Not only does ARD spare you a conviction, you're also spared the cost of a trial. There is usually a charge of $1,000 to $2,000 to enroll in ARD, which is a drug and alcohol curriculum that is offered during weekend or weekday classes.
In a DUI case, this option is time and money well spent.
There are certain situations in which ARD is not offered. For example, some jurisdictions might not allow ARD in cases in which a vehicular crash accompanied the DUI charge. Rest assured that we'll fully explore all the options available to you.
Another benefit of completed ARD is that if you go 10 years without another DUI arrest, you can qualify for ARD again should the necessity arise. In other words, you are treated as a first-time offender again.
The vast majority of my DUI clients take the ARD route toward wiping their records clean.
BAC tests are not ironclad
More serious DUI cases can often head to trial. Many times, these cases are tried before a judge, not a jury. Only if the defendant is facing incarceration for a period exceeding one year is he or she eligible for a jury trial.
So what is our strategy at trial? First, all the other elements of the case, beginning with the officer's assertion of probable cause, remain in play. But often, in more serious DUI cases, we focus most keenly on the blood-alcohol content level, or BAC. Many clients assume that a BAC test is totally accurate and that the blood-alcohol number it produces is ironclad. There's even a decimal point, so it seems so authoritative.
Was it your blood serum that was tested? Or your whole blood?
We have medical experts who can parse the data and argue the evidence, even the BAC level itself, based on questions of accuracy and methodology.
The BAC level produced by the test is actually a range. In Pennsylvania, the three levels of DUI charges depend on that BAC number. So we focus on challenging the test's accuracy and arguing in favor of the lowest possible end of your BAC range.
For example, for a first offense DUI, a BAC of .08 to .1 is considered general impairment, which calls for no incarceration and no license suspension. By contrast, a BAC of .161 for a first offense results in the highest charge and stiffest penalties, including a mandatory 72-hour incarceration, a one-year license suspension and fines .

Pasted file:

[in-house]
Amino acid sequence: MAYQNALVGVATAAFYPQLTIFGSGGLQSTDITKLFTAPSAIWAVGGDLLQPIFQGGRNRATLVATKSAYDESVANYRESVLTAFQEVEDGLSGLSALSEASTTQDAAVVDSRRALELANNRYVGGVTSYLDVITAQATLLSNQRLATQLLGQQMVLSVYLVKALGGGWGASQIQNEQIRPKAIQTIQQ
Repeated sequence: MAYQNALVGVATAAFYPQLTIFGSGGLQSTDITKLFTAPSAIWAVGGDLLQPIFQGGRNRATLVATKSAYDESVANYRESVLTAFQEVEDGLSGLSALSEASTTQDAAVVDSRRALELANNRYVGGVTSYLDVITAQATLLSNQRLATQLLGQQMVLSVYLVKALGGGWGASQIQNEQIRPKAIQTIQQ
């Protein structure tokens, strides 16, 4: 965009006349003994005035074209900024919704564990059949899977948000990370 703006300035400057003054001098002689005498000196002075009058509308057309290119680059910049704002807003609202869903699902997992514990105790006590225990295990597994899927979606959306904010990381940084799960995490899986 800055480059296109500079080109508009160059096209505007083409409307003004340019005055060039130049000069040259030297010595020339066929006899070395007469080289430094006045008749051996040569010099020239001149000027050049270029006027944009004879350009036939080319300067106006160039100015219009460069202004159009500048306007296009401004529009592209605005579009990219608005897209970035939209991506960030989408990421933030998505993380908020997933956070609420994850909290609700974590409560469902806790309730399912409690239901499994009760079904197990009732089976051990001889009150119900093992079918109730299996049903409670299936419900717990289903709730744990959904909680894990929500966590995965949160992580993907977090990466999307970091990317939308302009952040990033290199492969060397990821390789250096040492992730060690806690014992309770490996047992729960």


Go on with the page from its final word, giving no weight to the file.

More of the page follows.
If by challenging the BAC range at trial we can lower that rate to a BAC of .159, you're now looking at 48 hours in jail and a lesser fine. If we can get the range down to general impairment, there's no jail and no license suspension.
Another way we challenge the BAC is through chain of custody. We make the state prove that there are no gaps in the handling, testing and analysis of your blood and BAC test. This chain must be uninterrupted and fully accounted for from the time that the needle is in your arm to the day the prosecutor shows up in court with your BAC results.
If there's a gap, the entire BAC results can be thrown into question.
But BAC isn't the be-all and end-all of every DUI case. Your actions on the road that led to your DUI stop do matter. I've had cases in which we have successfully proven that a driver's actions did not demonstrate unsafe driving.
I've also had cases in which the arrested drivers had a BAC under the .08 legal limit. Yet, their driving was so bad that it established a level of impairment that resulted in a DUI conviction. Even driving with one's high beams on in traffic can result in you being stopped for suspected DUI. So be careful out there.
Being arrested for DUI is among the worst experiences a person can have. But the moment you consult with our firm, we begin to turn the corner toward the best, brightest possible outcome for your case.
And we'll be with you every step of the way.